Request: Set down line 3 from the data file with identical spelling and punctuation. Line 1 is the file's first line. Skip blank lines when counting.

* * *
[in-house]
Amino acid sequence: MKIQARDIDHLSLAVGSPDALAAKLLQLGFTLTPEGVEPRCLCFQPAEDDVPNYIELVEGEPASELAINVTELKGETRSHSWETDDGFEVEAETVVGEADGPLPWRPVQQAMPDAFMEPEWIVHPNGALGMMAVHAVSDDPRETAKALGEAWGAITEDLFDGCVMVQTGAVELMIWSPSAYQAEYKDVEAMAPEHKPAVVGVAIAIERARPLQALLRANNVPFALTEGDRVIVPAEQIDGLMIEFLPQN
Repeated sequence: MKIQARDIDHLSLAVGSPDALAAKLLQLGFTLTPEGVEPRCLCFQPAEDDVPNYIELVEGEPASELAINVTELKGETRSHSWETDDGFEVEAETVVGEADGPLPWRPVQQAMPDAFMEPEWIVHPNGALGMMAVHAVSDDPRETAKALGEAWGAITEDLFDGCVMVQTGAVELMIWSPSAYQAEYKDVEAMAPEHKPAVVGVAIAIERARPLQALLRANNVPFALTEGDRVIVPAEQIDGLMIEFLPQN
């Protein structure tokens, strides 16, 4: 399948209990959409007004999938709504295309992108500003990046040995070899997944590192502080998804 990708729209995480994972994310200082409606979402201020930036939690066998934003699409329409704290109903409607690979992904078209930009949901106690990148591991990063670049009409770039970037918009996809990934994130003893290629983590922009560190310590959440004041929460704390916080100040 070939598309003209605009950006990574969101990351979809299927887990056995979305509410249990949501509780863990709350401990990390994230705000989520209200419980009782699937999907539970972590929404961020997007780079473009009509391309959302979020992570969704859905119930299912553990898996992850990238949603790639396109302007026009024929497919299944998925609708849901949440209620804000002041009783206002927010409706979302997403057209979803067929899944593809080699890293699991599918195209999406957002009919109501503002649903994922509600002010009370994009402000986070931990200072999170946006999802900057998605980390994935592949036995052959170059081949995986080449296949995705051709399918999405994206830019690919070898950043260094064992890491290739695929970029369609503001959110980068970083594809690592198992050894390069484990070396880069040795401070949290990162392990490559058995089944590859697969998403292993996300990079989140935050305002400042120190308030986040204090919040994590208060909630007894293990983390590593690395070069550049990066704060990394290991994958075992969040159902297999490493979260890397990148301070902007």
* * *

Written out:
Repeated sequence: MKIQARDIDHLSLAVGSPDALAAKLLQLGFTLTPEGVEPRCLCFQPAEDDVPNYIELVEGEPASELAINVTELKGETRSHSWETDDGFEVEAETVVGEADGPLPWRPVQQAMPDAFMEPEWIVHPNGALGMMAVHAVSDDPRETAKALGEAWGAITEDLFDGCVMVQTGAVELMIWSPSAYQAEYKDVEAMAPEHKPAVVGVAIAIERARPLQALLRANNVPFALTEGDRVIVPAEQIDGLMIEFLPQN